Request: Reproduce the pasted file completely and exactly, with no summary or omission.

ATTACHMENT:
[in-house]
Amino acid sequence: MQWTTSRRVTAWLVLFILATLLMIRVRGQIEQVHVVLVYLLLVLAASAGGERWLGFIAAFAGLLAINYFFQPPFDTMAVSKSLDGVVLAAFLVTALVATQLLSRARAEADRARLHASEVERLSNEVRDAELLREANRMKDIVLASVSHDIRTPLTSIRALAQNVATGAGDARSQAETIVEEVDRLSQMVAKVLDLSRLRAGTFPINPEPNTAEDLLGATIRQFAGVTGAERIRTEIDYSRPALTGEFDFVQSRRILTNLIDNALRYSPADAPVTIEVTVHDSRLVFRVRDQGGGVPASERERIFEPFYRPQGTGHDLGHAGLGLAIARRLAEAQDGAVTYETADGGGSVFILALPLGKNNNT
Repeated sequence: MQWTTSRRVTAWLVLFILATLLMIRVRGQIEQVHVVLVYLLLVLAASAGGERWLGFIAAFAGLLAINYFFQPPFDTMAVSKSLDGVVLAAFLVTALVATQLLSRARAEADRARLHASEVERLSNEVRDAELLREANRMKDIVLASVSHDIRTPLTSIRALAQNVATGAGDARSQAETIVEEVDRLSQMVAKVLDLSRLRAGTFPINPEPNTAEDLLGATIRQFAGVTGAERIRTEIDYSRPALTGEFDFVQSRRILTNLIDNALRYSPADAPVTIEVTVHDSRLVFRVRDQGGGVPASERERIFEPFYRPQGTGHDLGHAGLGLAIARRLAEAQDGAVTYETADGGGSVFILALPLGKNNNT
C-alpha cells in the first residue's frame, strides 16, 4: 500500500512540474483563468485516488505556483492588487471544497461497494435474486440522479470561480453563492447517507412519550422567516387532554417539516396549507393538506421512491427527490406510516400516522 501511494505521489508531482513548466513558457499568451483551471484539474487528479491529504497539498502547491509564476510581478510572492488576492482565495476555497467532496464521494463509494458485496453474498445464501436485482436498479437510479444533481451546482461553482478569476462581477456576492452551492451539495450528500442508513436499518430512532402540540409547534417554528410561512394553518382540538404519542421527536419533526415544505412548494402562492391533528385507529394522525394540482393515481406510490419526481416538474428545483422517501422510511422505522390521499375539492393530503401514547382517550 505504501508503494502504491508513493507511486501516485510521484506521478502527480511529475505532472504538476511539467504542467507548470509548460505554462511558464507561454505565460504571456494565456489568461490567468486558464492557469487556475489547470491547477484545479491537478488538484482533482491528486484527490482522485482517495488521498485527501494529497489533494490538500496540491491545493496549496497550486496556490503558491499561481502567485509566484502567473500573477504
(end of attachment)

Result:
[in-house]
Amino acid sequence: MQWTTSRRVTAWLVLFILATLLMIRVRGQIEQVHVVLVYLLLVLAASAGGERWLGFIAAFAGLLAINYFFQPPFDTMAVSKSLDGVVLAAFLVTALVATQLLSRARAEADRARLHASEVERLSNEVRDAELLREANRMKDIVLASVSHDIRTPLTSIRALAQNVATGAGDARSQAETIVEEVDRLSQMVAKVLDLSRLRAGTFPINPEPNTAEDLLGATIRQFAGVTGAERIRTEIDYSRPALTGEFDFVQSRRILTNLIDNALRYSPADAPVTIEVTVHDSRLVFRVRDQGGGVPASERERIFEPFYRPQGTGHDLGHAGLGLAIARRLAEAQDGAVTYETADGGGSVFILALPLGKNNNT
Repeated sequence: MQWTTSRRVTAWLVLFILATLLMIRVRGQIEQVHVVLVYLLLVLAASAGGERWLGFIAAFAGLLAINYFFQPPFDTMAVSKSLDGVVLAAFLVTALVATQLLSRARAEADRARLHASEVERLSNEVRDAELLREANRMKDIVLASVSHDIRTPLTSIRALAQNVATGAGDARSQAETIVEEVDRLSQMVAKVLDLSRLRAGTFPINPEPNTAEDLLGATIRQFAGVTGAERIRTEIDYSRPALTGEFDFVQSRRILTNLIDNALRYSPADAPVTIEVTVHDSRLVFRVRDQGGGVPASERERIFEPFYRPQGTGHDLGHAGLGLAIARRLAEAQDGAVTYETADGGGSVFILALPLGKNNNT
C-alpha cells in the first residue's frame, strides 16, 4: 500500500512540474483563468485516488505556483492588487471544497461497494435474486440522479470561480453563492447517507412519550422567516387532554417539516396549507393538506421512491427527490406510516400516522 501511494505521489508531482513548466513558457499568451483551471484539474487528479491529504497539498502547491509564476510581478510572492488576492482565495476555497467532496464521494463509494458485496453474498445464501436485482436498479437510479444533481451546482461553482478569476462581477456576492452551492451539495450528500442508513436499518430512532402540540409547534417554528410561512394553518382540538404519542421527536419533526415544505412548494402562492391533528385507529394522525394540482393515481406510490419526481416538474428545483422517501422510511422505522390521499375539492393530503401514547382517550 505504501508503494502504491508513493507511486501516485510521484506521478502527480511529475505532472504538476511539467504542467507548470509548460505554462511558464507561454505565460504571456494565456489568461490567468486558464492557469487556475489547470491547477484545479491537478488538484482533482491528486484527490482522485482517495488521498485527501494529497489533494490538500496540491491545493496549496497550486496556490503558491499561481502567485509566484502567473500573477504